‘08: Year of Obama

Growing up in Hawaii helped make Barack Obama a citizen of the world, with an outlook unlike any other presidential candidate running in ‘08

Dan Boylan
Wednesday - January 02, 2008
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Obama drives for a score in Punahou's title season
Obama drives for a score in Punahou’s title season

late in 1960. On Aug. 4, 1961, Ann gave birth to Barack Hussein Obama Jr.

The marriage didn’t last. In 1963, the elder Obama received a scholarship for graduate study at Harvard University. He made vague promises about coming back for the family, about calling for them to join him. He never did. The following year Ann Dunham filed for divorce.

Soon thereafter, Dunham married Lolo Soetoro, a University of Hawaii foreign student from Indonesia majoring in geography. The marriage produced a daughter, Maya.

Political instability in Indonesia resulted in many of its scholarship students abroad being called home before they had finished their degrees. Lolo Soetoro was among them. Barack, sister Maya and their mother followed him to Indonesia in 1967.

From ages 6 to 10, Barack attended school in Indonesia’s capital of Jakarta. Recently - to much derision from conservatives and some of his Democratic rivals - Obama cited those years as important to his foreign policy expertise. “I learned how to eat small green chili peppers raw with dinner (plenty of rice), and away from the dinner table I was introduced to dog meat (tough), snake meat (tougher) and roasted grasshopper (crunchy),” he wrote in his 1995 memoir Dreams from My Father.

More important, beggars at the Soetoros’ door taught him about Third World poverty; and step-father Lolo Soetoro told him stories of gross inhumanity by those who exploited the weak and the poor. In Dreams from My Father, Obama wrote: “The world was violent, I was learning, unpredictable and often cruel.”

So cruel that in 1971 Ann Dunham Soetoro - her second marriage beginning to fray - brought her son back to Hawaii to live with his grandparents and attend Punahou School. She returned to Indonesia where she would continue a career in rural development that would take her to Ghana, India, Thailand, Indonesia, Nepal and Bangladesh. “My mother was an idealist who took action,” says Maya Soetoro-Ng. “She wanted to remedy the world’s poverty and injustice.”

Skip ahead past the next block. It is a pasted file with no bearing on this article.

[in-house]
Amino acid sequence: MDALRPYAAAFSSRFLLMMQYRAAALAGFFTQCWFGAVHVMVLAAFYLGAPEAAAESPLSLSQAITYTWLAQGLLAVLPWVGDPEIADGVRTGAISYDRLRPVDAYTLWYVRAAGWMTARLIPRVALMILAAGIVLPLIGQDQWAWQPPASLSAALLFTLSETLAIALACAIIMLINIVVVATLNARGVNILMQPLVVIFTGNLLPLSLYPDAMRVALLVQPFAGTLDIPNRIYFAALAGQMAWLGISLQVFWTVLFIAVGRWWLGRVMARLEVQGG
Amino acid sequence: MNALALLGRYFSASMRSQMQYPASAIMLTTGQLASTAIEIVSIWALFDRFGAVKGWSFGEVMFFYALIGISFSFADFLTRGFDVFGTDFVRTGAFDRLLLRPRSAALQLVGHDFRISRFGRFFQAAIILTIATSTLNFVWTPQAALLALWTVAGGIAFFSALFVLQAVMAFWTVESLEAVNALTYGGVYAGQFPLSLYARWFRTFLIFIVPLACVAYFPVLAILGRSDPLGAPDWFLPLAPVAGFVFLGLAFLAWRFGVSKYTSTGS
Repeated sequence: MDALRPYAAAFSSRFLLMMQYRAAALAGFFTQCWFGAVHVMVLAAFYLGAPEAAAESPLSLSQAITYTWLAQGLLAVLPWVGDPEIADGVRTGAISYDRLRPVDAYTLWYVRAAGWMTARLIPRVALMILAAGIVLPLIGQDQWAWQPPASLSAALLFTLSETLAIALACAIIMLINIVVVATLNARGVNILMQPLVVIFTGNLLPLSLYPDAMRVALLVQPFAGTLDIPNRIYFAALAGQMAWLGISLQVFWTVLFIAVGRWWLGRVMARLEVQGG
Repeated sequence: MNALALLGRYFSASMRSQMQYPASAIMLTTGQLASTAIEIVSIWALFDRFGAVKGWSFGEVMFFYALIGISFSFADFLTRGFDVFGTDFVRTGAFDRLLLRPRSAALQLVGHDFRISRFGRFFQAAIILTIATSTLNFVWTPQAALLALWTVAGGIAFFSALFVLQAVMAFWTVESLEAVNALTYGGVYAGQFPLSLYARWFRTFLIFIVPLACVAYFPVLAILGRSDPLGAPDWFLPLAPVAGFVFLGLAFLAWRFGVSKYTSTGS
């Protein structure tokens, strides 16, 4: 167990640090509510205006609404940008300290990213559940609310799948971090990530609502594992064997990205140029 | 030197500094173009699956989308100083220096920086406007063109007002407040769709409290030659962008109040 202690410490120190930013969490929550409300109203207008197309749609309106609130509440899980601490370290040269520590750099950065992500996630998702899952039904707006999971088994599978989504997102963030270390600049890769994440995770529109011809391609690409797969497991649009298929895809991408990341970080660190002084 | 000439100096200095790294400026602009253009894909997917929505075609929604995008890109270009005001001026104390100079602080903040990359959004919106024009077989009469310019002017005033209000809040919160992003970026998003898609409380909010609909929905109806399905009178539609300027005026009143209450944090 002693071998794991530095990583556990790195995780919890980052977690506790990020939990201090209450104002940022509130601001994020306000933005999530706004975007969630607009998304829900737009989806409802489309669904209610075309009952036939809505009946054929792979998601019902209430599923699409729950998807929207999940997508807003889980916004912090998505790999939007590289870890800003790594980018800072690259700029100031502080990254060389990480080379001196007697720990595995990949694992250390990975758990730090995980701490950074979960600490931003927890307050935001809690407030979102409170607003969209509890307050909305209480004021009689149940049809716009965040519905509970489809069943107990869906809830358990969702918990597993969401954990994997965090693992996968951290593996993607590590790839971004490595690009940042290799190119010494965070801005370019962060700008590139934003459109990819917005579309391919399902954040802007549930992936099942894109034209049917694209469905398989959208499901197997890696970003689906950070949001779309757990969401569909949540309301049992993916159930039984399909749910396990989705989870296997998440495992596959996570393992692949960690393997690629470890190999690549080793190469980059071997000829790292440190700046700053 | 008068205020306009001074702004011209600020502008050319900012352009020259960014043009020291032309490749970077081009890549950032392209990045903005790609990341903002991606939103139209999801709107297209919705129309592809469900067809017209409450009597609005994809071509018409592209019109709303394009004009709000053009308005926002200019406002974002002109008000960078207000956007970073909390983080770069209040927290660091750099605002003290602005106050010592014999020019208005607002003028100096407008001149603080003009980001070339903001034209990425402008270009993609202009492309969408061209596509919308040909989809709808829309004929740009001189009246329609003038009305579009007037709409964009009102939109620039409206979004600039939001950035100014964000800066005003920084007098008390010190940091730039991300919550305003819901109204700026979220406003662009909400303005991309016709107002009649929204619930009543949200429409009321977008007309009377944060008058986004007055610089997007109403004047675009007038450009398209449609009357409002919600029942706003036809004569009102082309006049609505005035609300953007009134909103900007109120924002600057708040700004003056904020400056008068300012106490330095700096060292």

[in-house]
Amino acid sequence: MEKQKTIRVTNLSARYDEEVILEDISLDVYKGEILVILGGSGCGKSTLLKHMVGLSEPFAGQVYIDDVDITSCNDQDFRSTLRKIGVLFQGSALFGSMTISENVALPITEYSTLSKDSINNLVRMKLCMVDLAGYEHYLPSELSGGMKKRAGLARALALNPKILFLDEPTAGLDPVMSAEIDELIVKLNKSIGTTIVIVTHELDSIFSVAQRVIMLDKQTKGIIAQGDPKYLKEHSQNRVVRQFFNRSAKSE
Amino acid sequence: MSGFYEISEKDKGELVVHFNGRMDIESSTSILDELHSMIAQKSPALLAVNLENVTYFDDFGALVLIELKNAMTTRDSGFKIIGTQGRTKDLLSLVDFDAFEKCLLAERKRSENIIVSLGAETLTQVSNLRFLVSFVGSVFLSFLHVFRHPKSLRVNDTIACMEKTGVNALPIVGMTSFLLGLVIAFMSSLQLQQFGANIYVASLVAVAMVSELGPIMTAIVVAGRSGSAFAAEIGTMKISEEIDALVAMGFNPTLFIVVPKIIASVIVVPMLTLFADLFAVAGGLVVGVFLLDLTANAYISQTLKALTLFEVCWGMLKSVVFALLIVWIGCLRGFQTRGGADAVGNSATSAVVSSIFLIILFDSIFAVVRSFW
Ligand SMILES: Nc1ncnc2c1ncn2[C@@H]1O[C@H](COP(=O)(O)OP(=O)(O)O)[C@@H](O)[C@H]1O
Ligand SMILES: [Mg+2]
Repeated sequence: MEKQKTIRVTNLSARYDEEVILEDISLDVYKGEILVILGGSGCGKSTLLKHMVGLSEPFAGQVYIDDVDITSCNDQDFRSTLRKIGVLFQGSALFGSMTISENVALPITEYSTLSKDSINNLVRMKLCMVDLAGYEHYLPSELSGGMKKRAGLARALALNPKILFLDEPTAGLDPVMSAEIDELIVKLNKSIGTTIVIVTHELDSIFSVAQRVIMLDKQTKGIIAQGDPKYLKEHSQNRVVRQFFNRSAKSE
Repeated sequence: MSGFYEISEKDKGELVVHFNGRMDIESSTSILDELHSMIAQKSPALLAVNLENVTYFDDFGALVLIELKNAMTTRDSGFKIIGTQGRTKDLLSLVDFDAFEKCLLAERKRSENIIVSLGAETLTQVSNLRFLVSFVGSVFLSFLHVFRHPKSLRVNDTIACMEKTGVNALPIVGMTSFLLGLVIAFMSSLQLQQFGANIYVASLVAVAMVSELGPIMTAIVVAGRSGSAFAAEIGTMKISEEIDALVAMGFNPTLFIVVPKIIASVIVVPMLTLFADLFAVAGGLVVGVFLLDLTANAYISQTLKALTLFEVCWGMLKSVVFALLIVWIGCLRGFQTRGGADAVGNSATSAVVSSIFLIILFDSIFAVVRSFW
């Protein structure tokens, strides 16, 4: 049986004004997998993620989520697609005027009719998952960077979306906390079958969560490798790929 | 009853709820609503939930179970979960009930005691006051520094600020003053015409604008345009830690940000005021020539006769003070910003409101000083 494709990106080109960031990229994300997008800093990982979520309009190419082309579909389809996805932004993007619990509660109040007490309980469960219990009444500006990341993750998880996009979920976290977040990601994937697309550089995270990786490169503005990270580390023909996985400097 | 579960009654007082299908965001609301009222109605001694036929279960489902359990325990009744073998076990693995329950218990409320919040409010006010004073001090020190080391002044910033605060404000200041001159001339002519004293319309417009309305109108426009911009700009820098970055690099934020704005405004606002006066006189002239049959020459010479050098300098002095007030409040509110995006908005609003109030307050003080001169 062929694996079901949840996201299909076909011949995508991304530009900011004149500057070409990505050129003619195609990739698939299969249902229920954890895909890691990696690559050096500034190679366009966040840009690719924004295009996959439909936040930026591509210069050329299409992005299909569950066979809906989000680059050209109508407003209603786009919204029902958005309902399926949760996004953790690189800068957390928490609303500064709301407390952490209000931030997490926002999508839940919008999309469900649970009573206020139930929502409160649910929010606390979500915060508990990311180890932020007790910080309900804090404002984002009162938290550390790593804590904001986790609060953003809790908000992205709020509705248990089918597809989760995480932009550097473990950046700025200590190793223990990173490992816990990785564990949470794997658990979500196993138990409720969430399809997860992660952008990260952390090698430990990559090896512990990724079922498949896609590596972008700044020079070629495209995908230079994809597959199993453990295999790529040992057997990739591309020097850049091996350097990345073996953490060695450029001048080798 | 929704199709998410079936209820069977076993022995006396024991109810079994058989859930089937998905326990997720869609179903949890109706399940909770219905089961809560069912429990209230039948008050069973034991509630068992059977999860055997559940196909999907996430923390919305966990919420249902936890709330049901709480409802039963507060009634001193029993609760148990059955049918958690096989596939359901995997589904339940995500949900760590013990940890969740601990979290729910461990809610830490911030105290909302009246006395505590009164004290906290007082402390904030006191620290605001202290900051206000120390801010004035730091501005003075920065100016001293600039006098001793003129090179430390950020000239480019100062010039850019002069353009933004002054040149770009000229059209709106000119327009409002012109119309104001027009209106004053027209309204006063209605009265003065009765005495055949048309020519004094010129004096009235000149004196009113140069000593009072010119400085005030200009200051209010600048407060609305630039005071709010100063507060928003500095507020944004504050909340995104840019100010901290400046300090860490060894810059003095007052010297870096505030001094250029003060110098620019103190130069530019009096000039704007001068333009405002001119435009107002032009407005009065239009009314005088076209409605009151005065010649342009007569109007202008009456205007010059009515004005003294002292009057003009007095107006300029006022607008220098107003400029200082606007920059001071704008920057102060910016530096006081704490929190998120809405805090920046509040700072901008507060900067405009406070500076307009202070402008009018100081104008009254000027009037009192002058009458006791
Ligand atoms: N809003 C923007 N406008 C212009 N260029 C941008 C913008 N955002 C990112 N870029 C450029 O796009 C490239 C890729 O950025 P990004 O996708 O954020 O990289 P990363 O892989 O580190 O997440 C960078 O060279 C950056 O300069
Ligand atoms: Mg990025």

Young Barack lived with grandparents Stanley and Madelyn Dunham in a modest two-bedroom condominium apartment. Madelyn Dunham worked at the Bank of Hawaii, where - with little more than a high school education - she would rise from a teller’s position to become a vice president in charge of escrow.


“I tell women-for-Obama groups that the strong women - my mother and grandmother - who reared him are what makes Barack a feminist,” says sister Maya. “My grandmother defied the odds, becoming the first woman vice president in the history of Bank of Hawaii. She took care of the family financially, making it possible for Barack and me to maneuver through life, knowing that we could take some risks because she provided us a safety net.”

Stanley Duncan worked as well, but his biggest job was providing a father figure for his grandson.

“Stan Duncan was calm, laid-back and very supportive of his grandson,” says Abercrombie. “He took pains to make sure that there was a male figure in his life. We lived in the same neighborhood as the Duncans, and we’d see Stan with his little Barry. After he went away to college, he’d sometimes stop by and bring us up to date on what Barry was doing.”

Stan Duncan seems to have passed his calm demeanor to his grandson. “One of Obama’s greatest talents,” writes biographer David Mendell, “is that, even in the midst of chaos, he has the ability to slow things down internally, to project serenity, a sense of emotional control. It is a quality that superb professional athletes often possess - the ability to slow the game down and see everything around them clearly.”